Valid flags are S for SYN, F for FIN, R for RST, P for PSH, A for ACK, and U for URG. In addition, Snort lets you check the values of the two reserved flag bits. You can specify these by using either 1 or 2. You can also match packets that have no flags set by using 0. The flags option will accept several operators. You can prepend either a + , *, or ! to the flags, to match on all the flags plus any others, any of the flags, or only if none of the flags are set, respectively.


In practice, you might find that some of your rules are a bit noisy and trigger alerts too often to be useful. A way to overcome this is to use Snort's thresholding feature. This feature allows you to specify a minimum number of times a rule needs to be matched for a particular IP address before it actually generates an alert, or limit the number of alerts a rule can generate during an arbitrary interval of time.

You can use thresholding in two different ways.

Thresholding by signature ID

You can specify a threshold for a rule separately by referencing its ID. Threshold statements take the following form and are usually put in threshold.conf (located in the same directory as your snort.conf):

threshold gen_id <generator ID>, sig_id <signature ID>, \ 
  type <limit | threshold | both>, \
  track <by_src | by_dest>, count <n>, seconds <m>

The <generator ID> is the portion of Snort that generates the alert you want to threshold. This is used to track which preprocessor an alert came from. Since all alerts for signatures are generated by Snort's signature engine, this should always be set to 1. The <signature ID> corresponds to the signature's ID. This, of course, means that you'll need to specify IDs when writing your own rules. This is done with the sid option. You'll also want to specify the rule's revision with the rev option.

For example, here's a rule that we looked at before, but with sid and rev options added:

alert tcp any any -> any any (msg:"Possible  exploit"; content:"|90|"; \
  offset:40; depth:75; dsize: >6000; sid:1000001; rev:1;)

Note that only signature IDs greater than one million can be used for local rules.

When specifying thresholds, you can choose between three types. limit thresholds cause an alert to be generated up until the signature has been matched a set number of times (specified with the count option) during the chosen interval (specified with the seconds parameter). The threshold type is used to prevent an alert from being generated unless the signature has been matched at least count times during the specified time interval. Specifying both as the type produces a mixture of the two techniques: it will cause one alert to be generated only after count has been reached during the specified time period. To indicate whether the thresholding should apply to the source or destination IP address, use by_src or by_dest, respectively.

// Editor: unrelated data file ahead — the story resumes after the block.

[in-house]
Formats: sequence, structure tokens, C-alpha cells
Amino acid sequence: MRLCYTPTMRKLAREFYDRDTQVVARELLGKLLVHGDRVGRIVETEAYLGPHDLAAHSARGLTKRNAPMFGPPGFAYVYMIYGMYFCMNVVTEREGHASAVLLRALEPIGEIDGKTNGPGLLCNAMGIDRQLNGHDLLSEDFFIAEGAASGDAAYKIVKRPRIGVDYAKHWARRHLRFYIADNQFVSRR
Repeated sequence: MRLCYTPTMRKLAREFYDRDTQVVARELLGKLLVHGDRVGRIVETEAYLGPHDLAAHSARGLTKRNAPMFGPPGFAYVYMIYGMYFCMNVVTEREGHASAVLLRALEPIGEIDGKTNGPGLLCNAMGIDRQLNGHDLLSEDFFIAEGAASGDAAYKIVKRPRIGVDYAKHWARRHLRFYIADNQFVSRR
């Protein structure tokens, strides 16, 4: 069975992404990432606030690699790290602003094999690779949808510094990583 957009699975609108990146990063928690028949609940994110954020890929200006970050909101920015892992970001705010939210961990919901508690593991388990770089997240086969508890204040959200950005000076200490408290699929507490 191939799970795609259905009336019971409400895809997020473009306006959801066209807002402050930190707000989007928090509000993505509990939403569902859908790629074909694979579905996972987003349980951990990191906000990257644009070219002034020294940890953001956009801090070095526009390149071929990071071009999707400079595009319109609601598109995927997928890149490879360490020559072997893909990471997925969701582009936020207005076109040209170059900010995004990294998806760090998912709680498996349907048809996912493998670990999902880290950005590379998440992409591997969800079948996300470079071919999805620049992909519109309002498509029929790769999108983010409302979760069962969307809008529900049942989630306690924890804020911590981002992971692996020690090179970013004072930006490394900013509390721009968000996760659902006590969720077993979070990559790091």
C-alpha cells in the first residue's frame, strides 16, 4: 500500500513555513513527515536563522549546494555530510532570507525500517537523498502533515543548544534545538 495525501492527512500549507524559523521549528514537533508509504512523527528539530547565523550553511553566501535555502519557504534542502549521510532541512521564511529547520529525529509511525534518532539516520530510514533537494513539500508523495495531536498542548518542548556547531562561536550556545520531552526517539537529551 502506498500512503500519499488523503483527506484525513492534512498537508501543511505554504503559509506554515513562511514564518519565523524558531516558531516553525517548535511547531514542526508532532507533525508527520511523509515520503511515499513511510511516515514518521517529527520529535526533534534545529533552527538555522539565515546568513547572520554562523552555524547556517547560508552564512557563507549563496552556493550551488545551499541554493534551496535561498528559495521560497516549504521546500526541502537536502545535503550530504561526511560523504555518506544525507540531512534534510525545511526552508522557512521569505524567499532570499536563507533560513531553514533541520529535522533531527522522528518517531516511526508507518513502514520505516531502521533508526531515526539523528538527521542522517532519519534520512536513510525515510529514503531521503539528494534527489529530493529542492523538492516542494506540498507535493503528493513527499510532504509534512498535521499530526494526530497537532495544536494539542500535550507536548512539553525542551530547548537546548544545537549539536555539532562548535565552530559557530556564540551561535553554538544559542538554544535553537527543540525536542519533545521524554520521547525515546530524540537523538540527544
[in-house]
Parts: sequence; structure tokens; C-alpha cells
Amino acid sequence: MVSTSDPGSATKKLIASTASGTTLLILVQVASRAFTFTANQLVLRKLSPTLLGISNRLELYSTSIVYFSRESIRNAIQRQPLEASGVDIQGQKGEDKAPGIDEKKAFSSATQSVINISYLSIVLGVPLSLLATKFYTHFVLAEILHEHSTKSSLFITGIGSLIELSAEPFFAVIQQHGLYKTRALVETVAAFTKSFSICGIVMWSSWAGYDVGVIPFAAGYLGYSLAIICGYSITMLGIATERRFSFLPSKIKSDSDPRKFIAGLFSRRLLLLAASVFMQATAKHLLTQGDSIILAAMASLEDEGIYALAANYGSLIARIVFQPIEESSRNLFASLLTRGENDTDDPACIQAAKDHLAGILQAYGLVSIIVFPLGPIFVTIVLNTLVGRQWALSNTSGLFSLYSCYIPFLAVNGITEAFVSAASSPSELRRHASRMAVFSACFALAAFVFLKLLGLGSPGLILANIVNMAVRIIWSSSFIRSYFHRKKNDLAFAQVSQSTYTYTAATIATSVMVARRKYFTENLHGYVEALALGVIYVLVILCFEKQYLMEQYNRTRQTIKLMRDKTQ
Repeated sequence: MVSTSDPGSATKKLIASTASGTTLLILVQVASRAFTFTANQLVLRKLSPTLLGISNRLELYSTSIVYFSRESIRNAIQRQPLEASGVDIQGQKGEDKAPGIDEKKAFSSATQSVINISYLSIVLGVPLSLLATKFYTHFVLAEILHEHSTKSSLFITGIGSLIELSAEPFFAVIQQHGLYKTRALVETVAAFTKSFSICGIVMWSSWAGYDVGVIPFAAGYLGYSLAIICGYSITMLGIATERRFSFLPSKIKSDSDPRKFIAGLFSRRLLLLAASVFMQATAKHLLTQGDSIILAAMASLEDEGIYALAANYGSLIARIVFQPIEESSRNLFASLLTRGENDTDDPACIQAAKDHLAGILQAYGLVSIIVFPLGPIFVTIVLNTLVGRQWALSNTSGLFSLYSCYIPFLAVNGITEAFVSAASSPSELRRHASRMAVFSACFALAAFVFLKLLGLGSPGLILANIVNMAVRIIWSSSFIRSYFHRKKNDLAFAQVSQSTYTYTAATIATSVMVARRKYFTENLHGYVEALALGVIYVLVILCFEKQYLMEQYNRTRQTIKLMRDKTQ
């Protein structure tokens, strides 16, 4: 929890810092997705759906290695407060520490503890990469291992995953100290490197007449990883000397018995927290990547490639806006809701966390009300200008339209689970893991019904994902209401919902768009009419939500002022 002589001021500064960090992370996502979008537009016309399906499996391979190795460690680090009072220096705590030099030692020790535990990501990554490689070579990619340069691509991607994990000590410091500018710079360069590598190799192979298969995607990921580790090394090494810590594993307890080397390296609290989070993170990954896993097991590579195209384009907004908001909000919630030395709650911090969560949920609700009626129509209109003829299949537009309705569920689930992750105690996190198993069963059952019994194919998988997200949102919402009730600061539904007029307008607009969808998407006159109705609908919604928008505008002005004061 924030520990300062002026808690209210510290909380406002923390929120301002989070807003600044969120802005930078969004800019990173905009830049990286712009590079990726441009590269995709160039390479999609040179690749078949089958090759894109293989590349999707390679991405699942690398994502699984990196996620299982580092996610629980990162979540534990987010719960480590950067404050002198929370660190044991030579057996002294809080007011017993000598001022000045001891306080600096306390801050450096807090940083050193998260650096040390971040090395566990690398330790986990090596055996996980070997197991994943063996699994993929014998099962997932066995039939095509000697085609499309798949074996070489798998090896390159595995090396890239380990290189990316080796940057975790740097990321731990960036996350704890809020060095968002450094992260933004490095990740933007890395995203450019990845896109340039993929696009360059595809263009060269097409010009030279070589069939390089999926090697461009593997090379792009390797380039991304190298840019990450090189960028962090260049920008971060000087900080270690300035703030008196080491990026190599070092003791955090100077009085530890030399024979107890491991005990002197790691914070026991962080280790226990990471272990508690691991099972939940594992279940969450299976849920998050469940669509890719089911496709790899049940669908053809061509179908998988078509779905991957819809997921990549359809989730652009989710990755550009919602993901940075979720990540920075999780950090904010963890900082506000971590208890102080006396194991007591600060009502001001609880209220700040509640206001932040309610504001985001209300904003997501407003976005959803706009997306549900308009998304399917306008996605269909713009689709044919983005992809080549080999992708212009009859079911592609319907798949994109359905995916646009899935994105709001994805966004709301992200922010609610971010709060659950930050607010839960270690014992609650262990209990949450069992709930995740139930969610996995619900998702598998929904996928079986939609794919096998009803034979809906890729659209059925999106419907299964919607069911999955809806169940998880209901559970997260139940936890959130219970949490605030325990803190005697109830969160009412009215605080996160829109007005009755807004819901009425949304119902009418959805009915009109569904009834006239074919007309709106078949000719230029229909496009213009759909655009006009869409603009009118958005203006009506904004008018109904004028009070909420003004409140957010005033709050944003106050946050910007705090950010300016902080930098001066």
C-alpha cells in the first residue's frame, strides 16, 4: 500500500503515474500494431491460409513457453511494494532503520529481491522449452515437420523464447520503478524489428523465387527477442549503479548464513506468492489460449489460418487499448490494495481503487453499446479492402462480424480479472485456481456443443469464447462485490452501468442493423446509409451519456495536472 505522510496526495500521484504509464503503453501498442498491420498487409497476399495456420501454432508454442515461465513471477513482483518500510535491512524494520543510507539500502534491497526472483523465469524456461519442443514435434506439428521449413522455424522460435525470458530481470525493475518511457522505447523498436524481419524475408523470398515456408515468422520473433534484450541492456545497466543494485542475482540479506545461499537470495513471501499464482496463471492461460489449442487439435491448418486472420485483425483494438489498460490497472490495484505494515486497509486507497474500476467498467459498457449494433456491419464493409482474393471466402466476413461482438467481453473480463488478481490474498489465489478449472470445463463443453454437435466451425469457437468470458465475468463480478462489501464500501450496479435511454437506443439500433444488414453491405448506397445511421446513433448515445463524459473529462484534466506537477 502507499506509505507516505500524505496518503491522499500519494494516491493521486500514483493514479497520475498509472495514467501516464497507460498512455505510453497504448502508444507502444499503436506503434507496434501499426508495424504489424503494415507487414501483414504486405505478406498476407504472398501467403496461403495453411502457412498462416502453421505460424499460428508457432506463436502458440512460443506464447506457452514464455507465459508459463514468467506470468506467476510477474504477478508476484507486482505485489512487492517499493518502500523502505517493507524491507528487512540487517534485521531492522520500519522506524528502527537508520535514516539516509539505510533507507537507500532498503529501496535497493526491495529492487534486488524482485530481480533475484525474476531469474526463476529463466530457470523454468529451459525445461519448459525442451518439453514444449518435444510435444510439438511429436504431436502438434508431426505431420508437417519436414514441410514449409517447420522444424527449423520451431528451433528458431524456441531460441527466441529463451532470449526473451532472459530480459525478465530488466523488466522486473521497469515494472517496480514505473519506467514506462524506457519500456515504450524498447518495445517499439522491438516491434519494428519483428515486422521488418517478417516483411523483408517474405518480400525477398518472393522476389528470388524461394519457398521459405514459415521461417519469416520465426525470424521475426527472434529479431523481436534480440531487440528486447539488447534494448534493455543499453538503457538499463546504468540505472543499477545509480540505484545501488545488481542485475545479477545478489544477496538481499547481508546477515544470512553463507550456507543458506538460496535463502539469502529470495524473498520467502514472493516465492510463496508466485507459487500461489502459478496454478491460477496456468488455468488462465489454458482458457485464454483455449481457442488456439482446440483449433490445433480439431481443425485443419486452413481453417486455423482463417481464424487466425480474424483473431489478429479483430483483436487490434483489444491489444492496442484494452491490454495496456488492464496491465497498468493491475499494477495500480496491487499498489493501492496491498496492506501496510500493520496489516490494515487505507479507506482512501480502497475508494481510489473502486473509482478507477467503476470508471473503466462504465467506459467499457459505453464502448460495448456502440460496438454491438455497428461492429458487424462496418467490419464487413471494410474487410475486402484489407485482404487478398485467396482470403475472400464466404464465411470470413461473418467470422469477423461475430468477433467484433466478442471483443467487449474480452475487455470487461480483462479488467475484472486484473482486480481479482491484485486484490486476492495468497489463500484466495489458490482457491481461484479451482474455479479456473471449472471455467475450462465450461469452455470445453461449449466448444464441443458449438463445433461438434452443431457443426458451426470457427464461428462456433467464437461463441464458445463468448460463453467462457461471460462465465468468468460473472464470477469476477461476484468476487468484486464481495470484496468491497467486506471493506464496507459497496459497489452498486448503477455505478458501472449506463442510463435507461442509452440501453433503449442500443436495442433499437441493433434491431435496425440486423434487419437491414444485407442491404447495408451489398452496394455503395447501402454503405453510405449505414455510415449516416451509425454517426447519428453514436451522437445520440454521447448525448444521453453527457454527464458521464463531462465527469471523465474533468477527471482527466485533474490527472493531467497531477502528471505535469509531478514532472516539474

Thresholding with rule options

The other way to use thresholding is to include the thresholding parameters in the rule itself. For instance, if someone were to actually send a bunch of packets toward your IDS with the SYN and FIN flags set, the previously shown rule that would match them would generate far too many alerts to be useful. So, let's add some thresholding to it:

alert any any -> any any (flags:SF,12; msg:"Possible SYN FIN scan"; \
  threshold: type both, track by_dest, count 100, seconds 60)

Now, the alert will trigger only once every minute for each IP address that it sees receiving at least 100 SYN/FIN packets during that time period.


If you find that a rule is still too noisy, you can disable it either altogether or for specific IP addresses by using Snort's suppression feature. Suppression statements take the following form and are usually also kept in threshold.conf:

suppress gen_id <generator ID>, sig_id <sid>, [TRack <by_src | by_dest>, ip[/mask]]

The IDs are specified just like in a threshold statement; however, the TRack and ip parameters can be omitted to completely suppress alerts generated by the signature. Use them if you want to limit the suppression to a specific source or destination IP address (or range of addresses). Ranges of IP addresses and networks can be entered in CIDR format.

One of the best features of Snort is that it provides many plug-ins that can be used in the options field of a rule. The options discussed here should get you off to a good start. However, if you want to write more complex rules, consult Snort's excellent rule documentation, which contains full descriptions and examples for each of Snort's rule options. The Snort User's Manual is available at http://www.snort.org/docs/writing_rules/.